KANSAS CITY (CN) - A serial killer charged with the murder of seven women and a teenage girl will be the first man to receive the lethal injection in Kansas, the state Supreme Court ruled.
John Robinson Sr., now 71, was convicted in 2002 of the murders of two women whose bodies were found stuffed inside barrels on property he owned in Linn County, Kansas.
Prosecutors said Robinson created an online identity, "Slavemaster," they he used while trolling various bondage, domination, sadism and masochism websites. In was through these websites that he met Suzette Trouten, 27, and Izabela Lewicka, 21, who moved to the Kansas City and allegedly agreed to be his sex slaves, before eventually being tortured and killed by him.
A missing person report filed by Trouten's family in 2000 led to discovery of the women's bodies.
After the longest criminal trial in Kansas history, the jury also found him guilty of first-degree murder in the death of a Kansas City woman, Lisa Stasi, who disappeared in 1985 with her infant daughter, Tiffany.
Investigators later said Robinson gave the infant to his brother and sister-in-law, who he'd led to believe he'd arranged a legitimate adoption for them with the aid of forged documents.
Robinson also pleaded guilty to killing five other women in Missouri, three of whom were found inside barrels in a storage locker.
He was sentenced to death in Kansas, and life in prison in Missouri.
After being sentenced to die in Kansas, Robinson filed an appeal, claiming that the court made numerous errors during his high profile trial.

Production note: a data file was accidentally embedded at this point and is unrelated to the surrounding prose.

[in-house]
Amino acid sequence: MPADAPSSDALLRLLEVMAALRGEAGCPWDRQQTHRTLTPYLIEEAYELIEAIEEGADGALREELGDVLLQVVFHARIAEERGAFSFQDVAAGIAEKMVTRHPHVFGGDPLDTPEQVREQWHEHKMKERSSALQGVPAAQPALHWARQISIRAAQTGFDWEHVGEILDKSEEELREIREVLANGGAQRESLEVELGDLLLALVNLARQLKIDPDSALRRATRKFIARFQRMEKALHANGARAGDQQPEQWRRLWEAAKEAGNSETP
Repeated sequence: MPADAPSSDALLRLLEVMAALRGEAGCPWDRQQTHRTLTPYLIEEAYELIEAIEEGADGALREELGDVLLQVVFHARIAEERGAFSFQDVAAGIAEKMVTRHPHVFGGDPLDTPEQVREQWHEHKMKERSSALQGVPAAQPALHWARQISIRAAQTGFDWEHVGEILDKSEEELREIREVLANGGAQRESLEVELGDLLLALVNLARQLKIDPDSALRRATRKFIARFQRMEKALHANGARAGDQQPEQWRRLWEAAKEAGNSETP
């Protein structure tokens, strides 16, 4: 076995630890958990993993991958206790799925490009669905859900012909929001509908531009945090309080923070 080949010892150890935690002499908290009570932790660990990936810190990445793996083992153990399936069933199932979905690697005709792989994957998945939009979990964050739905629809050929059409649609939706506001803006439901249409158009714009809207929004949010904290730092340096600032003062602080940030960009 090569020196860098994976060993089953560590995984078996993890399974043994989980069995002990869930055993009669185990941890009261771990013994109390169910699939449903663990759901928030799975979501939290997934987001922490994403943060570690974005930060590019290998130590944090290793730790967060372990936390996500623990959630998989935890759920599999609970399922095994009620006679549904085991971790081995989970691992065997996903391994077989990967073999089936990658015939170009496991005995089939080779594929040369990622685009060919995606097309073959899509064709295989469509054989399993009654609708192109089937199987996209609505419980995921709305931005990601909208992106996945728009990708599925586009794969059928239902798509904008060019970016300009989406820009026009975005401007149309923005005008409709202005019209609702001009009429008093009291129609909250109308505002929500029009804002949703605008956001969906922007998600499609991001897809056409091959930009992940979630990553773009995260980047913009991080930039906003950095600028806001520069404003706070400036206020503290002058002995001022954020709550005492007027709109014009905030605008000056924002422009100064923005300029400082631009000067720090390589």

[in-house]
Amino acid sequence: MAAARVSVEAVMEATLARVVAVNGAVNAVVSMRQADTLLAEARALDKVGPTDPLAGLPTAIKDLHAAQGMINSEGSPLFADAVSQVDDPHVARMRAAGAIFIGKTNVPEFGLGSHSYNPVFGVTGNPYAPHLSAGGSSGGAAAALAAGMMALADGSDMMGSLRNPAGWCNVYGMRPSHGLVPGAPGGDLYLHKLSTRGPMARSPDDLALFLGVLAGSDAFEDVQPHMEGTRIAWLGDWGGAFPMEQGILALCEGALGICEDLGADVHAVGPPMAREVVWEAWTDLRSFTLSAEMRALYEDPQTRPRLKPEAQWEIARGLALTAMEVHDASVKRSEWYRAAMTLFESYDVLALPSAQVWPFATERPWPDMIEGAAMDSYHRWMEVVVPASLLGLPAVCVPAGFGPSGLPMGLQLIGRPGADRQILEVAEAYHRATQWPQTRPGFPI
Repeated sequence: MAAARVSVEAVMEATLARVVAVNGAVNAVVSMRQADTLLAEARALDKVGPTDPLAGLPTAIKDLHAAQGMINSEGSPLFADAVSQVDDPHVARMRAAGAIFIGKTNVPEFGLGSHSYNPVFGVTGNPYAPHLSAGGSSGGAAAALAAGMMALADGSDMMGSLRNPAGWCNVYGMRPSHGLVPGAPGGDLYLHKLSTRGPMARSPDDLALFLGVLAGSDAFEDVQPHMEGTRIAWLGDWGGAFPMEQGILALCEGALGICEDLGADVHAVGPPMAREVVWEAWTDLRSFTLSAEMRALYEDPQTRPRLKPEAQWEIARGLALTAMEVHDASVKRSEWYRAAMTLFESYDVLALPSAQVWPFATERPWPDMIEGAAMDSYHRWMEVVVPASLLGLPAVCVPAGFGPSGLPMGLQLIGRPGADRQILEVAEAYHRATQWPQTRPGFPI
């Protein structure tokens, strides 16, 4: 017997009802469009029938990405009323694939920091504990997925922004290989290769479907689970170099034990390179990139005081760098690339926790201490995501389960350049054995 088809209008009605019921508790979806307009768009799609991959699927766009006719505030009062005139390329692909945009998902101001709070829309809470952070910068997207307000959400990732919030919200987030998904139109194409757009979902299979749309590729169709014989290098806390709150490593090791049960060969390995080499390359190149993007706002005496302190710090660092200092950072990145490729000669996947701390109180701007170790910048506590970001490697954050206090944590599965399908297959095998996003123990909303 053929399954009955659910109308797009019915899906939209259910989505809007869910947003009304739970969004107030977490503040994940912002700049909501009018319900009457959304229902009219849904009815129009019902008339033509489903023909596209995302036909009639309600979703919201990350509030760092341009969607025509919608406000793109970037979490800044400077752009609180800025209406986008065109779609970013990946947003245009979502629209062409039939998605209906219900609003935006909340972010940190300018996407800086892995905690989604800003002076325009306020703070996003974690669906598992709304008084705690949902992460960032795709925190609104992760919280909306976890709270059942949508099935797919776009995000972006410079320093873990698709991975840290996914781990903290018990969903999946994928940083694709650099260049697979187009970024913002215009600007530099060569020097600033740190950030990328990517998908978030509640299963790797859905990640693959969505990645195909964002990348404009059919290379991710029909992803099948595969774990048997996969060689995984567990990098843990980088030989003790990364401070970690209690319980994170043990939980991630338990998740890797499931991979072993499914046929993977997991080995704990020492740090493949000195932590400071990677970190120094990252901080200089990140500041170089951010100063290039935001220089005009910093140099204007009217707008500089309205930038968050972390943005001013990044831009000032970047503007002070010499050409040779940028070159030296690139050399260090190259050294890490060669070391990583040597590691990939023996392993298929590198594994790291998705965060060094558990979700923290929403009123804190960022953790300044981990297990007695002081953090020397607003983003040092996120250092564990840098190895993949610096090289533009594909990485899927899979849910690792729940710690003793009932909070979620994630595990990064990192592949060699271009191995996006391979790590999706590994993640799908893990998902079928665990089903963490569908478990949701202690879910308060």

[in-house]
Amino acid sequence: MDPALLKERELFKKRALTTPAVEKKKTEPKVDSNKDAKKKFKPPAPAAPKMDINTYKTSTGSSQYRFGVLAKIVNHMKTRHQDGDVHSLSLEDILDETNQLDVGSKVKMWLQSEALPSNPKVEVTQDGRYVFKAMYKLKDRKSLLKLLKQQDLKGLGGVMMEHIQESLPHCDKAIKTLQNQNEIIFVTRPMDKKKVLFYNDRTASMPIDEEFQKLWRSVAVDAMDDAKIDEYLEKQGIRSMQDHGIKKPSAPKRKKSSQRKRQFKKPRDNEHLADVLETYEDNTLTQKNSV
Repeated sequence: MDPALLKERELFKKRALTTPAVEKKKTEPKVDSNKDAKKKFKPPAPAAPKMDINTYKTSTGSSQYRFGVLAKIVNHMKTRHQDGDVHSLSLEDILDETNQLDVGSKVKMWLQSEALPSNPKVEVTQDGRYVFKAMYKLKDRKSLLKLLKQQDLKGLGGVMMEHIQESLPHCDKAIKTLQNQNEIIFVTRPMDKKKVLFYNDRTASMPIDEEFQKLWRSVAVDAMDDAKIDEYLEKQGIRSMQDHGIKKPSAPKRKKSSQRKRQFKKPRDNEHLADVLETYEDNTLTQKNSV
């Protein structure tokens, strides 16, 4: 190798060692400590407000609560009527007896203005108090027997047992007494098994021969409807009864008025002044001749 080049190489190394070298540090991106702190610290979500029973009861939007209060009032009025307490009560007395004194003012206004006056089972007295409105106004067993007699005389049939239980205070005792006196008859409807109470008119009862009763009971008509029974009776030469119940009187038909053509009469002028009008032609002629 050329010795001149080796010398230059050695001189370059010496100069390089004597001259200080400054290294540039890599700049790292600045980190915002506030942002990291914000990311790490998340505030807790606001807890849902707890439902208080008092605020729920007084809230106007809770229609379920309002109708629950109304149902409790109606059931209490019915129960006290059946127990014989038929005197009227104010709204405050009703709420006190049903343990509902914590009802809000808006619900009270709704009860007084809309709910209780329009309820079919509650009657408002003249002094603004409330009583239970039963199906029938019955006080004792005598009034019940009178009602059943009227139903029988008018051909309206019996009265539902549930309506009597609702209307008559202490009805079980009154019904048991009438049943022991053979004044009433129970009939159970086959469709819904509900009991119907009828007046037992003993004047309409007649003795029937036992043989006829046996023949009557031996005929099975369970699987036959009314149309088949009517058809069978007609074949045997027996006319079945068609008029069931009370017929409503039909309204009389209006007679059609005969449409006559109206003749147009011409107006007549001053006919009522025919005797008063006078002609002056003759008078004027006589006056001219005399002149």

He said these mistakes, coupled with the overwhelming media attention, created
and unfair bias against him before and during his trial. He also charged that prosecutor made improper comments during the trial that addressed inadmissible evidence.
But in a massive, 415-page opinion, the Kansas Supreme Court rejected almost all of Robinson's claims, and ruled he will stay on death row.
Writing for the court, Justice Caleb Stegall conceded that a number of errors had been made during the trial, but "[i]n this case, the cumulative effect of the identified guilt phase errors did not substantially prejudice defendant or deny him a right to a fair trial."
Stegall continued: 'The state presented ample evidence that Robinson lured his victims with promises of financial gain, employment, or travel; exploited them sexually or financially; used similar methods of murder and dispose of their bodies; and used deception to conceal the crimes, including phony letters and e-mails to victims' friends and family members."
However, the court did throw out one of his two capital murder convictions as well as a first-degree murder conviction, holding that prosecutors had improperly relied on the murders of the same four victims to support each capital murder charge he cased.
In Dissent, Justice Lee Johnson said he would have also tossed the remaining capital charge on the grounds that he believes the death penalty violates the Kansas Constitution.
"The death penalty presents a Catch-22 dilemma: to avoid unconstitutionality, a death sentence must be thoroughly and completely examined and reexamined, but the resultant delay renders the punishment unconstitutional," Johnson wrote. "The remedy is to declare the punishment unconstitutional."
The ruling is considered a milestone because it represents the first time the Kansas Supreme Court upheld a death sentence since the state reinstated capital punishment in 1994.
Paul Morrison, who led the prosecution as district attorney and is now in private practice, said he was gratified the death penalty was upheld.
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